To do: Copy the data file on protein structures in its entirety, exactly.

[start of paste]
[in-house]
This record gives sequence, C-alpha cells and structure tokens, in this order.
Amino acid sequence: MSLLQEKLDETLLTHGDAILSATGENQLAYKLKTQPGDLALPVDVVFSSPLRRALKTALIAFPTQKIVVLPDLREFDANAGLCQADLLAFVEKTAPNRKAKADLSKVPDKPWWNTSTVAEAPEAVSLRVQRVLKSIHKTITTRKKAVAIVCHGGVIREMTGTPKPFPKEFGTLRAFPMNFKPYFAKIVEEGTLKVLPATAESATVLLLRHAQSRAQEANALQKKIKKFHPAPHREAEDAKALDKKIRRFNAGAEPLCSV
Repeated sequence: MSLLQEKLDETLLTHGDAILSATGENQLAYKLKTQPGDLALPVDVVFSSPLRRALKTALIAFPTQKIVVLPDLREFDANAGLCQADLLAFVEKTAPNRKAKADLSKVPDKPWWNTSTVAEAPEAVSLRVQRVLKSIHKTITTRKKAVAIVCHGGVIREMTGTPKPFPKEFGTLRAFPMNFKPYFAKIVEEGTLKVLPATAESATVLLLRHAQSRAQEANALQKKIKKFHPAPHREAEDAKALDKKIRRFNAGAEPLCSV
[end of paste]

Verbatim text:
[in-house]
This record gives sequence, C-alpha cells and structure tokens, in this order.
Amino acid sequence: MSLLQEKLDETLLTHGDAILSATGENQLAYKLKTQPGDLALPVDVVFSSPLRRALKTALIAFPTQKIVVLPDLREFDANAGLCQADLLAFVEKTAPNRKAKADLSKVPDKPWWNTSTVAEAPEAVSLRVQRVLKSIHKTITTRKKAVAIVCHGGVIREMTGTPKPFPKEFGTLRAFPMNFKPYFAKIVEEGTLKVLPATAESATVLLLRHAQSRAQEANALQKKIKKFHPAPHREAEDAKALDKKIRRFNAGAEPLCSV
Repeated sequence: MSLLQEKLDETLLTHGDAILSATGENQLAYKLKTQPGDLALPVDVVFSSPLRRALKTALIAFPTQKIVVLPDLREFDANAGLCQADLLAFVEKTAPNRKAKADLSKVPDKPWWNTSTVAEAPEAVSLRVQRVLKSIHKTITTRKKAVAIVCHGGVIREMTGTPKPFPKEFGTLRAFPMNFKPYFAKIVEEGTLKVLPATAESATVLLLRHAQSRAQEANALQKKIKKFHPAPHREAEDAKALDKKIRRFNAGAEPLCSV